About six months after announcing the reopening of its Wilmington plant, National Gypsum has become fully operational.
Charlotte-based National Gypsum started operations at the facility on Nov. 15, sending out a shipment of the wallboard product made at the 46-acre site at 838 Sunnyvale Drive, company officials said Wednesday.
The resuming of plant operations put 45 people to work. Officials said that of those 45 employees
, 16 previously worked at the Wilmington plant before it shut down in 2009.
In May, National Gypsum CEO Tom Nelson came to Wilmington to announce the reopening of the plant
, which was at one point was in competition with another site in Tampa, Florida for the project.
The November opening came after the company was put about three weeks behind due to Hurricane Florence, which hit the area on Sept. 14.
The storm halted site construction and employee training. The hurricane caused only minor damage to the facility, officials said.
The company provided services to its employees after the storm, including housing and supplies, to help them “get back on their feet,” Lance Davis, National Gypsum's Wilmington plant manager, said Wednesday.
“We had a great group to begin with, and it just kind of cemented the relationship as we cared for them during the hurricane,” Davis said. "We knew we had a unique opportunity with the new workforce to create our own culture, especially regarding safety, and going through that process of the hurricane just got us moving in the right direction.”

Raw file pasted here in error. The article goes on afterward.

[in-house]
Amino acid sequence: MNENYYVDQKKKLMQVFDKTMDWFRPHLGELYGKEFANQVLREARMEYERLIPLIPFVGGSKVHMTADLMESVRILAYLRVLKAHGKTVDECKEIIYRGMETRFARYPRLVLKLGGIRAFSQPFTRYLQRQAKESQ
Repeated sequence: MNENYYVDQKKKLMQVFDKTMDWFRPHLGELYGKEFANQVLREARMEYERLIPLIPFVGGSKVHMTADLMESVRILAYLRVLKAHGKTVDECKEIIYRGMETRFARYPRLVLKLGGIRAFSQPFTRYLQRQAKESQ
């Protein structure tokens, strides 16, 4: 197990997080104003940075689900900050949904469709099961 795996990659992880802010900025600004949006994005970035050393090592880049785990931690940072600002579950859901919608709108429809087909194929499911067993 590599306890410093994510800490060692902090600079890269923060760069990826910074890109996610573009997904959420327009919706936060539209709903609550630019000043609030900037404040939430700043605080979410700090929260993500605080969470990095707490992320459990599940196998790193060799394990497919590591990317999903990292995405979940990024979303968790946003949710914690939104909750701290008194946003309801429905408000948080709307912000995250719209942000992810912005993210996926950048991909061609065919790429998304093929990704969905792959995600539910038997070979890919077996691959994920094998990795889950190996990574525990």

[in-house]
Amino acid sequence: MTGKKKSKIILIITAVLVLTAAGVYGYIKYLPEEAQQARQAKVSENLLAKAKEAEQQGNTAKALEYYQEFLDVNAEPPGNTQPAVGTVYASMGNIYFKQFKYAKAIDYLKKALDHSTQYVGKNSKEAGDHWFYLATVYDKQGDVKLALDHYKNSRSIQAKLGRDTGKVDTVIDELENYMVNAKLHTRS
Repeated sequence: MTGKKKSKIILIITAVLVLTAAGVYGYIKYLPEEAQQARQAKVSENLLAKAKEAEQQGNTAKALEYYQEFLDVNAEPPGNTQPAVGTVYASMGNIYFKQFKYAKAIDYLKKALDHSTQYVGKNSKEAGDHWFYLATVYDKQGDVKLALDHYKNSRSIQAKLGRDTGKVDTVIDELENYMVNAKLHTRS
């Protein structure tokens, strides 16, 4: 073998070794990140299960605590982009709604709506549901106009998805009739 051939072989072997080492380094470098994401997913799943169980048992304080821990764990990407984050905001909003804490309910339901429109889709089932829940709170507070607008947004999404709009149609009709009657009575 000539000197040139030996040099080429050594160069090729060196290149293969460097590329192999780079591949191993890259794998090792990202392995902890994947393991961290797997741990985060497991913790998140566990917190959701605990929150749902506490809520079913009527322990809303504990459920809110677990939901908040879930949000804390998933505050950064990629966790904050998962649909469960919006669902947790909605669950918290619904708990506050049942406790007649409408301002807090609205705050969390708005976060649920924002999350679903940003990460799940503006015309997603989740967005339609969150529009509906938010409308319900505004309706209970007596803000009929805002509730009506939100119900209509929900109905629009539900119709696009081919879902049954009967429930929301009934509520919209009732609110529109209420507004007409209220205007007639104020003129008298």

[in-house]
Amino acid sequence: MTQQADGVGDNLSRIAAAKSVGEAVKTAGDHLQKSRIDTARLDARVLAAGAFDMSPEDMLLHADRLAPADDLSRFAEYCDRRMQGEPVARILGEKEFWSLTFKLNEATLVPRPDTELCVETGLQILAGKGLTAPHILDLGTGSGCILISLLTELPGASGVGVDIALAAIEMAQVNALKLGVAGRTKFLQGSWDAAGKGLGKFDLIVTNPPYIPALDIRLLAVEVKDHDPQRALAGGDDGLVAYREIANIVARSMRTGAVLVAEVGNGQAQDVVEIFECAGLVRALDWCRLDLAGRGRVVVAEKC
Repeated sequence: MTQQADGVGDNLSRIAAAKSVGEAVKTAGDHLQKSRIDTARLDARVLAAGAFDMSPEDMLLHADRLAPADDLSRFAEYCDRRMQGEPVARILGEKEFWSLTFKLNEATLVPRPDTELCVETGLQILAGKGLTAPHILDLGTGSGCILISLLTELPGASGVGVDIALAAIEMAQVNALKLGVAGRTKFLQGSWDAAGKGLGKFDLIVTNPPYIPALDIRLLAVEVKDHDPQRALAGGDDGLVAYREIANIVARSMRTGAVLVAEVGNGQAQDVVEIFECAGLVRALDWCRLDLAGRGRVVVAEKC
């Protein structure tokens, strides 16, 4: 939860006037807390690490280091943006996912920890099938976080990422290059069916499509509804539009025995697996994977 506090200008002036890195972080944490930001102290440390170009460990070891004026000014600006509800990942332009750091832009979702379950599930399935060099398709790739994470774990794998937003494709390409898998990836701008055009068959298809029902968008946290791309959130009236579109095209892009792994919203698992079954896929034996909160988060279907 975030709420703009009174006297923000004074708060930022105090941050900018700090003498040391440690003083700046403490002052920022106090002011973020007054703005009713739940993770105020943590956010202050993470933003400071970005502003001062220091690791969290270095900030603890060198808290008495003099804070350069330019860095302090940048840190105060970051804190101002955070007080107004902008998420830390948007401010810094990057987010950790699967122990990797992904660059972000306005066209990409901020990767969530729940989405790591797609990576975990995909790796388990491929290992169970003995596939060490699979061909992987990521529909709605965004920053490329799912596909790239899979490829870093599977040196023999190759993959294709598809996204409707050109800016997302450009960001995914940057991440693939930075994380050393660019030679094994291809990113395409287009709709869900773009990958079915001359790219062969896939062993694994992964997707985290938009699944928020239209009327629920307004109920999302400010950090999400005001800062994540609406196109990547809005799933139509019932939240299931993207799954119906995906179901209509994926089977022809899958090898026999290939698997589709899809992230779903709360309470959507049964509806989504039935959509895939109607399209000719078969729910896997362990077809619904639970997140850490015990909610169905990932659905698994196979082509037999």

The company’s decision to open in the Wilmington area was sparked by several factors, including a local incentives package approved earlier this year, said Todd Broud, regional manufacturing manager.
New Hanover County commissioners and Wilmington City Council members offered up an incentives package totaling $580,000 over five years and tied to job creation and capital investment.
The demand for National Gypsum products in the Carolinas and the Southeast, as well as the ability to make a broad range of products at the Wilmington plant, were other factors in the decision to pick the site, Broud said.
“Our spend is consistent with the incentive package,” Beth Straeten, the company's director of corporate communications, said about the amount of investment in the plant. She did not disclose specific numbers, but the incentives package
calls for a minimum capital investment of $25 million.
National Gypsum made several improvements to the plant for its reopening. That included reconfiguring space inside the facility for new office space and expanded training and meeting space, Broud said.
Upgrades to the plant included new LED lighting throughout the facility, new raw material feeding systems and controls, as well as new kiln burners, Broud said.
“We replaced all of the board drying kiln burners with current low NOx technology. We also replaced all of the burner controls for added efficiency,” he said.
“That was a significant part of what we did here,” Broud added.
Now the Wilmington plant is a regional supplier for the Southeast.
The company's warehouse and manufacturing space is used to produce three different types of gypsum wallboards.
And in 2019, the company plans to expand its product line produced at the site with a fourth product.
National Gypsum's Wilmington plant runs on two, 12-hour shifts, and the company expects to add more employees "as demand dictates,” Broud said.